Still replicating itself through the global media machine is an ominous quotation by Einstein: 'If the bee disappeared off the surface of the globe, then man would have only four years of life left. No more bees, no more pollination, no more plants, no more animals, no more man.' In fact, Einstein never said or wrote any such thing, as several scholars have confirmed. According to snopes.com, a website devoted to quashing internet rumours, the quote first appeared in 1994 and was fabricated by the National Union of French Apiculture to bolster its calls for tariff protection against cheap honey from China.
The content of the quote is also problematic. Does it refer to the 12 species of honey bee, or all 30,000 species of bee that are thought to inhabit our globe? There would indeed be catastrophic consequences if they all disappeared, but bees are not the only pollinators and some plants, animals and humans would survive.
Another widespread misunderstanding is that vanishing bees are something new. Looking back through the literature, van Engelsdorp has found references to sudden mysterious disappearances dating from 1869. In 1923 a bee handbook mentioned a 'disappearing disease'. In 1965 something similar was noted and called 'fall dwindle'. He has witnessed bees crawl away from hives en masse because of varroa, and fly away in droves because of amoebic cysts and the depradations of a fungus called nosema. What the British call Marie Celeste syndrome, he says, is usually caused by one of these three agents. 'But if you've got low varroa, and you test for amoeba and nosema and they're not there, and the population is collapsing dramatically, and other bees and insects are avoiding the hives - which has never been mentioned before in the literature - then you've got CCD and I'm almost 100 per cent positive it's being caused by something new.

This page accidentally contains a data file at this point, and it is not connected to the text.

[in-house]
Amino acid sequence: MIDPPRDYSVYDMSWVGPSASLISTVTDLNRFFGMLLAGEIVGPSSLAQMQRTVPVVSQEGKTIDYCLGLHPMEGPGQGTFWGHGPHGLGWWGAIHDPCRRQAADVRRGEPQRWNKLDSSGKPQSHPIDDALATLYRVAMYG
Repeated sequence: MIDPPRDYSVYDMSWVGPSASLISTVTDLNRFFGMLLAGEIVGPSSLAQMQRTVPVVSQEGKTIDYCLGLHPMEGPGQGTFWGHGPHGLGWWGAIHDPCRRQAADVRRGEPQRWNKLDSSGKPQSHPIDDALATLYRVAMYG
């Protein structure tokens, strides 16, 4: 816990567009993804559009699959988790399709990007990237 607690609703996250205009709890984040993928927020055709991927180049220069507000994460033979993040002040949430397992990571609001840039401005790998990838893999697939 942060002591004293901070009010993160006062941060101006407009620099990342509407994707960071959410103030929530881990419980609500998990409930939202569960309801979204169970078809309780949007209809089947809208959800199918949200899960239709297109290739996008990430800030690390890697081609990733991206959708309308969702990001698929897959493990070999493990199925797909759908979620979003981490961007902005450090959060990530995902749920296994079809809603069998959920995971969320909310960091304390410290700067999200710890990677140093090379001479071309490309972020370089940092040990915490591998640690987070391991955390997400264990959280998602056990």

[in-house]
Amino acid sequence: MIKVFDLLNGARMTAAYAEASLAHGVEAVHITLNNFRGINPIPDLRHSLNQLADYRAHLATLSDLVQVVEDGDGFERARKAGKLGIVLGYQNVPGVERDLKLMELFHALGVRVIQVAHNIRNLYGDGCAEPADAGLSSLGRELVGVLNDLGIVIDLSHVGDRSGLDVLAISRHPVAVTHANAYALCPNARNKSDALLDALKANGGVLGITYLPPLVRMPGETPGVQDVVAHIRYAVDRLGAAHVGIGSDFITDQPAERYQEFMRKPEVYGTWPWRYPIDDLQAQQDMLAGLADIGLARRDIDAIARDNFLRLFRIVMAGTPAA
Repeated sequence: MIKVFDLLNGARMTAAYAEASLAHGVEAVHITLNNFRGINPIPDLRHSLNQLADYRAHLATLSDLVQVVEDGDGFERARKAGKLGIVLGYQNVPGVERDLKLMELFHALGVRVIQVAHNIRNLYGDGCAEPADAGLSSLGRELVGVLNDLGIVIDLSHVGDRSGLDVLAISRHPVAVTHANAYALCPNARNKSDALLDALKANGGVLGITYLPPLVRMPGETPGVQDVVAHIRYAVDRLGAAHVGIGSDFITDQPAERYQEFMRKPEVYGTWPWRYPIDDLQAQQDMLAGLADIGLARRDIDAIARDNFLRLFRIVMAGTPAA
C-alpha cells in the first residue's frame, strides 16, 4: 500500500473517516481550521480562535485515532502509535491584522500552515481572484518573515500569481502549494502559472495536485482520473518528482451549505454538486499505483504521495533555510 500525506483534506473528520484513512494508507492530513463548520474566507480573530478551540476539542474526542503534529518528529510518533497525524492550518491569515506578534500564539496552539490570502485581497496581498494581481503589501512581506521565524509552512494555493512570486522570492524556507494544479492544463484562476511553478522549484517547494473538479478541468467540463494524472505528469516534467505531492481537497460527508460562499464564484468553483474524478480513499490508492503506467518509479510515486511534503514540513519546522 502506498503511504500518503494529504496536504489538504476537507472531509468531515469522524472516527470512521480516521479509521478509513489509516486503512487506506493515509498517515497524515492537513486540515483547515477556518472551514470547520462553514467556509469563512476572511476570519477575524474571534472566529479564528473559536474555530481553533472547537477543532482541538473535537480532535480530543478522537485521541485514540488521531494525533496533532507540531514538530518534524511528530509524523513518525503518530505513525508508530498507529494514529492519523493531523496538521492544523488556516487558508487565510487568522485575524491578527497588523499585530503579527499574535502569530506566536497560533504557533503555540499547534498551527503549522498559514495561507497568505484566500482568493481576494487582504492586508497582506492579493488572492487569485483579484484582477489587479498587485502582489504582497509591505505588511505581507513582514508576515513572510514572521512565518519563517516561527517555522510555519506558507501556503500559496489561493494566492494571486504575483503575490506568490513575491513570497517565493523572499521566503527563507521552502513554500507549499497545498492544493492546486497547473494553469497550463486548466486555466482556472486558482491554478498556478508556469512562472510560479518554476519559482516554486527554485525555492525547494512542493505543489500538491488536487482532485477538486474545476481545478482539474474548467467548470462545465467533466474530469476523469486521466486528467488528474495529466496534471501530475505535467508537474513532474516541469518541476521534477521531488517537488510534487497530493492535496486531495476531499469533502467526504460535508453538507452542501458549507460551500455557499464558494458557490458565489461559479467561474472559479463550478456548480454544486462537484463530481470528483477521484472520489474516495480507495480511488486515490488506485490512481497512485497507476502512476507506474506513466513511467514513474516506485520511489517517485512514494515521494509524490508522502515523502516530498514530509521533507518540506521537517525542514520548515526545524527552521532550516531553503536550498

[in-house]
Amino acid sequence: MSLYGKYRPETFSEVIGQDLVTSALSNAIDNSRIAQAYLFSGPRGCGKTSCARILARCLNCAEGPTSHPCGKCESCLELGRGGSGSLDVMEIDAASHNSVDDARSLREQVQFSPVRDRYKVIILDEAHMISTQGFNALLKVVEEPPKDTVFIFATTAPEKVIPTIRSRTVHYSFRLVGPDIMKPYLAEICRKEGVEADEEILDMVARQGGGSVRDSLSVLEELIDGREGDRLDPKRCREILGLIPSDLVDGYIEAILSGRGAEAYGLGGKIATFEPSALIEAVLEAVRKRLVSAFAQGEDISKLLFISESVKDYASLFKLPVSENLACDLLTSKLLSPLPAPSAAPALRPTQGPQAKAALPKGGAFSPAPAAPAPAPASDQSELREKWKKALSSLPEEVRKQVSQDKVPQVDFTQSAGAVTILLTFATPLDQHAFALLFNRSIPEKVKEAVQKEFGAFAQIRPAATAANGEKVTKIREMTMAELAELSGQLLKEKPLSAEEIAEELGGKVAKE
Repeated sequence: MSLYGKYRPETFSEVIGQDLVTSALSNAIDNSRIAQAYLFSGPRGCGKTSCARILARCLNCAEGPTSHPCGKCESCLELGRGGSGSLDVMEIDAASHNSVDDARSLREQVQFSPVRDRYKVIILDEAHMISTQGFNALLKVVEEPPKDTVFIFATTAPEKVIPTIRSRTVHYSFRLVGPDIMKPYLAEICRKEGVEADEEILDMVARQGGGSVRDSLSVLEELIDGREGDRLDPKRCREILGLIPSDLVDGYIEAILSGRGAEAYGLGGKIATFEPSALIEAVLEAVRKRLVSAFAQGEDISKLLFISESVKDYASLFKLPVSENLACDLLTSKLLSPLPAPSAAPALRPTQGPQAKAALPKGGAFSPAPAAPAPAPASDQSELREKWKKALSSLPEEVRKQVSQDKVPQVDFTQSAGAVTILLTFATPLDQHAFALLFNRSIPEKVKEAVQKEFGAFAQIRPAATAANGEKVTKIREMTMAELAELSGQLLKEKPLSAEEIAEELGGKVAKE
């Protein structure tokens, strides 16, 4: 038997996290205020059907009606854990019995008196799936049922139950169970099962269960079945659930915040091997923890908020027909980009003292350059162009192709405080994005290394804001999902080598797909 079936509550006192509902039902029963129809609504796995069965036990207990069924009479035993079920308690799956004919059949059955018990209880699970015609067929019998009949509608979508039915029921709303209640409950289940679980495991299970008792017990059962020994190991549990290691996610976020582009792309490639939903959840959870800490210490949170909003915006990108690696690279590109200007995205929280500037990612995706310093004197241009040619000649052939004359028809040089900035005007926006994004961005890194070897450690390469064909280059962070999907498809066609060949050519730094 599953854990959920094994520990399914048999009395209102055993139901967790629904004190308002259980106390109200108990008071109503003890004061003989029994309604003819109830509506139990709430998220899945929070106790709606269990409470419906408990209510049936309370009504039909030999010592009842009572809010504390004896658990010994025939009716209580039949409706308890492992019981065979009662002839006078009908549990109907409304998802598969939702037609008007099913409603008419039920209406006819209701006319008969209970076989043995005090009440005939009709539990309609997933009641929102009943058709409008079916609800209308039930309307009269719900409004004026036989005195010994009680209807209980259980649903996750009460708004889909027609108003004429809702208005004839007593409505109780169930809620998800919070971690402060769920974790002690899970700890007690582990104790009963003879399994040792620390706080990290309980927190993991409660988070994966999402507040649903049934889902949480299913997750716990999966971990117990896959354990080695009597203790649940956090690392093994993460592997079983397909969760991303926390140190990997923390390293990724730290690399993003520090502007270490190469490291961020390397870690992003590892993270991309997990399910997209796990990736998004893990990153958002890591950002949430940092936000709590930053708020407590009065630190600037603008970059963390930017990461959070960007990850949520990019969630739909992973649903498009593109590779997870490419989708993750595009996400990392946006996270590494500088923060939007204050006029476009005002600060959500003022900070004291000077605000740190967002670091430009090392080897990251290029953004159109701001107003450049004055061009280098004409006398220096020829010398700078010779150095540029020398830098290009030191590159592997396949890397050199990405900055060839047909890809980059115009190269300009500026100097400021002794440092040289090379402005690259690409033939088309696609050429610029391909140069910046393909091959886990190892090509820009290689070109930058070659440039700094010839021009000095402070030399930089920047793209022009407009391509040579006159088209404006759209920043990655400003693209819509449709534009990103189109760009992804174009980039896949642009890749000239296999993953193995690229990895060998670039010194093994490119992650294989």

Dave Hackenburg, a former president of the American Beekeeping Federation, is a 58-year-old Pennsylvanian who drives up and down the country with some or all of his 3,000 hives in a fleet of juggernauts. Last November he checked on a group of 400 hives he had taken to Florida a month previously. All but 40 were empty. 'It was the most phenomenal thing I'd ever seen,' he says.
As the migratory beekeepers moved north for apples in Pennsylvania, blueberries in Maine, cranberries in Massachusetts and west for almonds in California, more and more of them began reporting catastrophic disappearances. One of Hackenburg's friends lost all but five of his 1,400 hives and had to give up the business. Hackenburg's losses added up to $460,000 in missed pollination fees, lost honey and the cost of buying replacement bees. 'I'm still going and I've got good summer bees at the moment,' he says. 'But there's a lot of beekeepers quitting or the bank's selling them out. If we get another winter and spring like the last one, there's going to be a whole lot more of them going out of business.'